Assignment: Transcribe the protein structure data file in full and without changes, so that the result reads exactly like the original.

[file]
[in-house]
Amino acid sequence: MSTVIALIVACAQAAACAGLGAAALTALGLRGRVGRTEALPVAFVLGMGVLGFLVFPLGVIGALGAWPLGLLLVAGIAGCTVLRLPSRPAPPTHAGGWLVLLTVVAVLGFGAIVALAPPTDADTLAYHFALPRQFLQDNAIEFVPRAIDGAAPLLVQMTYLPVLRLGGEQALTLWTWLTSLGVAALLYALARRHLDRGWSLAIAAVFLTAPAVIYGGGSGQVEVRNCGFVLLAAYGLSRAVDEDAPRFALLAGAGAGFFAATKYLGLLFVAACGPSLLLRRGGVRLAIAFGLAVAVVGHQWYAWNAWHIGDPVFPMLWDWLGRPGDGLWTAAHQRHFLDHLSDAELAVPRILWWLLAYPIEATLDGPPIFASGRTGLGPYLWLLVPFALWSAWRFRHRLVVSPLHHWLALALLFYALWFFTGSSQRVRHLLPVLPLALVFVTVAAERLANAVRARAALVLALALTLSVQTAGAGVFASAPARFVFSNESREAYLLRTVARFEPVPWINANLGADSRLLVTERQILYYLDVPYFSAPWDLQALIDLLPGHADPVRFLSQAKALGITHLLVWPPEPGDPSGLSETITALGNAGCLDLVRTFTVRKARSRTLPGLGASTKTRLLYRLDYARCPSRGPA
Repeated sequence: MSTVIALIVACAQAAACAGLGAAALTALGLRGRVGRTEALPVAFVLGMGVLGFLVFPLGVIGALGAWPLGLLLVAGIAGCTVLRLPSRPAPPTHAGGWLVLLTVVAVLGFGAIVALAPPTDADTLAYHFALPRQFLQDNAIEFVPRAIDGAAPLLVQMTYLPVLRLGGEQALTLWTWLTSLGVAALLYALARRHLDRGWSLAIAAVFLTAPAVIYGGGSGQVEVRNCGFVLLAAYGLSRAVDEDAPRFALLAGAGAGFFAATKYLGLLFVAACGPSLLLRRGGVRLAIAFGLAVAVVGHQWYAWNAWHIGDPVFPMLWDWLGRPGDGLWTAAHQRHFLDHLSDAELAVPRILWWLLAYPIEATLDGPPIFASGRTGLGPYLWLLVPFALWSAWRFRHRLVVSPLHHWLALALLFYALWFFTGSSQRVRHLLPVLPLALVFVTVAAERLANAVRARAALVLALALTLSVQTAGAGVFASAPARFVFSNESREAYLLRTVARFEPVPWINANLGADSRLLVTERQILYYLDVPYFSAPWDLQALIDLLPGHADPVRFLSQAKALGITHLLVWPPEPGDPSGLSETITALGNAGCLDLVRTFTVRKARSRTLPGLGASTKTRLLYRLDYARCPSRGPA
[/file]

[in-house]
Amino acid sequence: MSTVIALIVACAQAAACAGLGAAALTALGLRGRVGRTEALPVAFVLGMGVLGFLVFPLGVIGALGAWPLGLLLVAGIAGCTVLRLPSRPAPPTHAGGWLVLLTVVAVLGFGAIVALAPPTDADTLAYHFALPRQFLQDNAIEFVPRAIDGAAPLLVQMTYLPVLRLGGEQALTLWTWLTSLGVAALLYALARRHLDRGWSLAIAAVFLTAPAVIYGGGSGQVEVRNCGFVLLAAYGLSRAVDEDAPRFALLAGAGAGFFAATKYLGLLFVAACGPSLLLRRGGVRLAIAFGLAVAVVGHQWYAWNAWHIGDPVFPMLWDWLGRPGDGLWTAAHQRHFLDHLSDAELAVPRILWWLLAYPIEATLDGPPIFASGRTGLGPYLWLLVPFALWSAWRFRHRLVVSPLHHWLALALLFYALWFFTGSSQRVRHLLPVLPLALVFVTVAAERLANAVRARAALVLALALTLSVQTAGAGVFASAPARFVFSNESREAYLLRTVARFEPVPWINANLGADSRLLVTERQILYYLDVPYFSAPWDLQALIDLLPGHADPVRFLSQAKALGITHLLVWPPEPGDPSGLSETITALGNAGCLDLVRTFTVRKARSRTLPGLGASTKTRLLYRLDYARCPSRGPA
Repeated sequence: MSTVIALIVACAQAAACAGLGAAALTALGLRGRVGRTEALPVAFVLGMGVLGFLVFPLGVIGALGAWPLGLLLVAGIAGCTVLRLPSRPAPPTHAGGWLVLLTVVAVLGFGAIVALAPPTDADTLAYHFALPRQFLQDNAIEFVPRAIDGAAPLLVQMTYLPVLRLGGEQALTLWTWLTSLGVAALLYALARRHLDRGWSLAIAAVFLTAPAVIYGGGSGQVEVRNCGFVLLAAYGLSRAVDEDAPRFALLAGAGAGFFAATKYLGLLFVAACGPSLLLRRGGVRLAIAFGLAVAVVGHQWYAWNAWHIGDPVFPMLWDWLGRPGDGLWTAAHQRHFLDHLSDAELAVPRILWWLLAYPIEATLDGPPIFASGRTGLGPYLWLLVPFALWSAWRFRHRLVVSPLHHWLALALLFYALWFFTGSSQRVRHLLPVLPLALVFVTVAAERLANAVRARAALVLALALTLSVQTAGAGVFASAPARFVFSNESREAYLLRTVARFEPVPWINANLGADSRLLVTERQILYYLDVPYFSAPWDLQALIDLLPGHADPVRFLSQAKALGITHLLVWPPEPGDPSGLSETITALGNAGCLDLVRTFTVRKARSRTLPGLGASTKTRLLYRLDYARCPSRGPA